Mitel Networks Corp., headquartered in Ottawa, Ontario, is an industry veteran, having developed business telecommunications systems since 1972.
In addition to providing communications systems solutions, Mitel’s operations includes five business divisions that serve the specialized requirements of its customers: CommSource, which distributes peripheral telecommunications products developed by third parties; DataNet, which designs, installs, and supports integrated networks; NetSolutions, which resells local communications services, domestic and international long-distance services, dedicated data, and other services; Professional Services, which provides multi-tiered support for advanced VoIP systems implementations; and National and Government Accounts, which services the federal government and its agencies, plus local, municipal and state governments throughout the United States.
Through these various divisions, Mitel endeavors to offer its customers a broad choice of solutions, from basic business communications to sophisticated unified communications. In August 2007, Mitel merged with Inter-Tel, Inc., and now operates from over 100 locations in over 90 countries, servicing their customers through a network of over 1,500 value-added resellers and partners. Inter-Tel’s former Arizona headquarters is now the center of the combined U.S. operations. The company claims to have held the number one position in the U.S. for the IP SMB market (up to 500 employees) in 2006, the number one position for the U.K. enterprise communications market in 2007, and the number two position for the Western Europe market for IP extensions shipped in 2007.
The combined Mitel and Inter-Tel product lines include several network management solutions.
The Mitel Enterprise Manager is an integrated suite of management tools that provide for configuration, control and management of Mitel’s enterprise product portfolio. The system features the ability to access multiple sites and systems from a single interface—which supports a more centralized administration—and allowing for the automation of many standard processes.
These centralized capabilities include: user provisioning, directory management, voice quality management, report generation, audio file management, network health monitoring and notification, network inventory, IP phone analysis, and software installation.
Voice quality statistics collected from end-user desktops can be passively monitored by an external network management system or software agent through a secure interface with Enterprise Manager. Enterprise Manager can also forward standard Simple Network Management Protocol (SNMP) trap messages to local or remote network management systems for monitoring the health of the Mitel systems within the context of the larger enterprise. For example, the support for SNMP within all the Mitel 3300 IP Communications Platforms allow those systems to report to the Enterprise Manager or to a third-party system, such as Hewlett Packard’s OpenView.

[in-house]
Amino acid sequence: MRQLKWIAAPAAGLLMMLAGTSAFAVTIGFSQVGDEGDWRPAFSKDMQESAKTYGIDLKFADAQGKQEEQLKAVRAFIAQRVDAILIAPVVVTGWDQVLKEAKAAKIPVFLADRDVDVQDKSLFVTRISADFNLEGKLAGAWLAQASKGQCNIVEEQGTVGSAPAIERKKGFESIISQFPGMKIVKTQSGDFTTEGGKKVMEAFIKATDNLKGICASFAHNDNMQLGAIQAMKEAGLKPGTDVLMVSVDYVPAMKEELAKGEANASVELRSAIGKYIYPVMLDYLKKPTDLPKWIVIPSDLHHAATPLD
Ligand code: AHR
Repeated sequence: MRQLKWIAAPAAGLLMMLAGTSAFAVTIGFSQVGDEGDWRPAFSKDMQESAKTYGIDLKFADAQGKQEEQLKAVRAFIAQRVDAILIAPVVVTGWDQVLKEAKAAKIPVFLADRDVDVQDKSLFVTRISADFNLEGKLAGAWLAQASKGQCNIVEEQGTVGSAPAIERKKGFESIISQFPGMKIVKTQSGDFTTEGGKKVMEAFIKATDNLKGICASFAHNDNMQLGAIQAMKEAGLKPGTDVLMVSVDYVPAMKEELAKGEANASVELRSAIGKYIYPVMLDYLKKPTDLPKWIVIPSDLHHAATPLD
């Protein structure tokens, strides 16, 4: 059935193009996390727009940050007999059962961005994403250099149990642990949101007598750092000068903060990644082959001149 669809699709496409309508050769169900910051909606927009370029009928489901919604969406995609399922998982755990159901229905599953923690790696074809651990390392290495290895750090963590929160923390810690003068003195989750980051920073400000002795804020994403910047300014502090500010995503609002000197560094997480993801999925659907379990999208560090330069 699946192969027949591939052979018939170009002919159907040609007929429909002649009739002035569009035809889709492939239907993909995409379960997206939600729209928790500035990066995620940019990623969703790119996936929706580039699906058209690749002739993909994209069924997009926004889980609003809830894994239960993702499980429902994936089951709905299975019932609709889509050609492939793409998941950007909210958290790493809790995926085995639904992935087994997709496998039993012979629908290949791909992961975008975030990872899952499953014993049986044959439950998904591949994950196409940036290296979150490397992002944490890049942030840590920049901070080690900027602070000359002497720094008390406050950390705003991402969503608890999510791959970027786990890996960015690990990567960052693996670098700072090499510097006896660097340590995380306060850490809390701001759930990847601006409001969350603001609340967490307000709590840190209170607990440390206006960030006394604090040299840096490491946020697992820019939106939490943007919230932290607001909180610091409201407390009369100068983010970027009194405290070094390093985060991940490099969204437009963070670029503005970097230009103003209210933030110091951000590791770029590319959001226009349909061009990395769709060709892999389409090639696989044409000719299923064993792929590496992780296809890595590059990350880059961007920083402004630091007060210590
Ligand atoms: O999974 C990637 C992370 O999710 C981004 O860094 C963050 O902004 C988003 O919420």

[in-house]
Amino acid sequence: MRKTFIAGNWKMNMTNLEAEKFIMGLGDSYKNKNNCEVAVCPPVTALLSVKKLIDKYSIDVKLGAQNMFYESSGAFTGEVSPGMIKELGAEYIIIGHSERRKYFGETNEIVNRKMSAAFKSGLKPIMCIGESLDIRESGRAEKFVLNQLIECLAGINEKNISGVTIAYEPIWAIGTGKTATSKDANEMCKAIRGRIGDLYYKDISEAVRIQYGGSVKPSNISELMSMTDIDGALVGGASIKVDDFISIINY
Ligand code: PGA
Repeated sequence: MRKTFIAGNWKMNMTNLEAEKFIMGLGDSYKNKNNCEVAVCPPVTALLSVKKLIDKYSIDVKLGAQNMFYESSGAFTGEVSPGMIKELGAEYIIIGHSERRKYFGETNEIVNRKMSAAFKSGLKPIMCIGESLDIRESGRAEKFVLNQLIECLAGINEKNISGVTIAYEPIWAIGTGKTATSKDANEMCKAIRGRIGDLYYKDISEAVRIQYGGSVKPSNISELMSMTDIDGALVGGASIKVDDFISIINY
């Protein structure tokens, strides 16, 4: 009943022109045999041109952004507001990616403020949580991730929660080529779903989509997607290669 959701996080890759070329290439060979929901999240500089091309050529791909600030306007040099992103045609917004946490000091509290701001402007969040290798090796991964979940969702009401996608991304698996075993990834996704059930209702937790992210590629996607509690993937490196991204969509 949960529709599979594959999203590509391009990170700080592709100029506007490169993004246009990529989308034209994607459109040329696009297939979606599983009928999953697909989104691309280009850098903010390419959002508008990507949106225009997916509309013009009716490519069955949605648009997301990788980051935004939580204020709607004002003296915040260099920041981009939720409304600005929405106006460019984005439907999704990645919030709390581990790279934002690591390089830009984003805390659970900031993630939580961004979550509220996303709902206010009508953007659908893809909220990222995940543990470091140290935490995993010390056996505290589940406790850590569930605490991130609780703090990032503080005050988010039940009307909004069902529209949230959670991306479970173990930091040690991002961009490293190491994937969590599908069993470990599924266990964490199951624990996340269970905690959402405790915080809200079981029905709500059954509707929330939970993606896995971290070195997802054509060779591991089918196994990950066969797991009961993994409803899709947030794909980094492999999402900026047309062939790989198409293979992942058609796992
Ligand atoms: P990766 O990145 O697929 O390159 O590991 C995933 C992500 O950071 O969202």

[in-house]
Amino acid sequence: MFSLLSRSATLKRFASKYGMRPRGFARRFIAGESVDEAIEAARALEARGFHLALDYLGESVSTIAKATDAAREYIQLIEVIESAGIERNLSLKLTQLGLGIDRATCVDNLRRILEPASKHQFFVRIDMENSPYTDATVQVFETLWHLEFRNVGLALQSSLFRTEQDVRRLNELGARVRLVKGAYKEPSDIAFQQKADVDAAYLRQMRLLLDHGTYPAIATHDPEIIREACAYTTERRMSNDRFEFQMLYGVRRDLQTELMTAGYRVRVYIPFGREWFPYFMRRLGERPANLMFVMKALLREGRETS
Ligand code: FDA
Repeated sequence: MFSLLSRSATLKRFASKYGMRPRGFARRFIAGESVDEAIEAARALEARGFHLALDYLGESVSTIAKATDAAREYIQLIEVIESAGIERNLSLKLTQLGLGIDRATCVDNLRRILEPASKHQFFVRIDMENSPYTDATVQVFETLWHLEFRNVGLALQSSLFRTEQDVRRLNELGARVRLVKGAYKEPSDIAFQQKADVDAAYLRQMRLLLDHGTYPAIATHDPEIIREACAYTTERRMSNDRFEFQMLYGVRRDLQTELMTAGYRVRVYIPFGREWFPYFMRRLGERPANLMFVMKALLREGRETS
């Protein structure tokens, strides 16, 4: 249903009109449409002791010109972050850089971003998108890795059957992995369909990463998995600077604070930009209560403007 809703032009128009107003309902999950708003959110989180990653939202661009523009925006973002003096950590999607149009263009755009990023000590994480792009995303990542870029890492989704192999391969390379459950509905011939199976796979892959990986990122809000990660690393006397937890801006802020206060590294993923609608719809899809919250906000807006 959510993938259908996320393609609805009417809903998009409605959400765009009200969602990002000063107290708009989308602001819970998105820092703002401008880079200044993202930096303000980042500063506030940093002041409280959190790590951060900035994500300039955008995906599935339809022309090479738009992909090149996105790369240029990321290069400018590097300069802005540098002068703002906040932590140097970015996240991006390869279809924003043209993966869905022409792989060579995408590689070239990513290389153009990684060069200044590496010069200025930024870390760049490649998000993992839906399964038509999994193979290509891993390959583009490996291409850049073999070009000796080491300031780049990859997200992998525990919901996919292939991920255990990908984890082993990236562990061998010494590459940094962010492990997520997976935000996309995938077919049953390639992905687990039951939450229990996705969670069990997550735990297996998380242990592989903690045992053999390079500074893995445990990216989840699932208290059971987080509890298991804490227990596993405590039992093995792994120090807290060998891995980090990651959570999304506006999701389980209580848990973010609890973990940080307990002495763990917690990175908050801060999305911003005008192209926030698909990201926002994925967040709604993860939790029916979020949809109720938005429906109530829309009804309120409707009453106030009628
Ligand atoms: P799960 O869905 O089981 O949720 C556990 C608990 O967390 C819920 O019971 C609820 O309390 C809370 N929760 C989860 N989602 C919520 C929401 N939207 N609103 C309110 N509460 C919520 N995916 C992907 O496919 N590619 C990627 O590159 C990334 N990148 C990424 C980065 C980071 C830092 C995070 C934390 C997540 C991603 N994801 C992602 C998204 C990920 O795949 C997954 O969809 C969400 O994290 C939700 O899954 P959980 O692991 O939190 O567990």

The Mitel Management Access Point is a gateway for remotely accessing, monitoring, and servicing Mitel IP Communications Platforms (ICPs) and traditional PBX systems over public broadband and PSTN connections.
The Management Access Point is a 19 inch rack-mounted unit that is installed on a customer’s LAN to provide service technicians with an access point into remote customer networks and maintenance and diagnostic ports (both serial and IP)—as well as continuous alarm monitoring that provides proactive alerts of network problems.
The system can automatically forward alarms to a specific service provider, which speeds up the fault reporting and troubleshooting processes. The unit offers both dial-up and VPN access with security, and also offers a firewall that restricts access to customer-specified IP addresses and access ports. The system is configured using a menu-based interface, with scripts that can be created to cut down on installation time and reduce manually induced errors.
The Management Access Point includes integrated alarm-monitoring capabilities for the Mitel 3300 ICP and the SX-2000 LIGHT, with continuous monitoring of both system and relay alarm conditions via SNMP, dial-up, or email to one or two destinations. When it receives an alarm, the Management Access Point automatically interrogates the device to obtain details, and thus is able to provide information within the alert that specifies the urgency of the situation. A single Management Access Point can monitor up to 16 systems, depending on model and configuration.
The Inter-Tel System Manager provides a solution to monitor, program, manage, and diagnose the Inter-Tel 5000 or Inter-Tel Axxess system through a single web-based interface. The centralized management architecture allows for management support of a number of systems, including views of the entire network, including T1/E1 WAN links, IP connections, network servers, and end user devices. Quality of Service (QoS) monitoring for phone communication is also provided.
Further details on the Mitel architecture and products can be found at http://www.mitel.com/. Our next tutorial will continue our examination of vendors’ network management architectures.
Copyright Acknowledgement: © 2008 DigiNet Corporation ®, All Rights Reserved
Mark A. Miller, P.E., is President of DigiNet Corporation®, a Denver-based consulting engineering firm. He is the author of many books on networking technologies, including Voice over IP Technologies, and Internet Technologies Handbook, both published by John Wiley & Sons.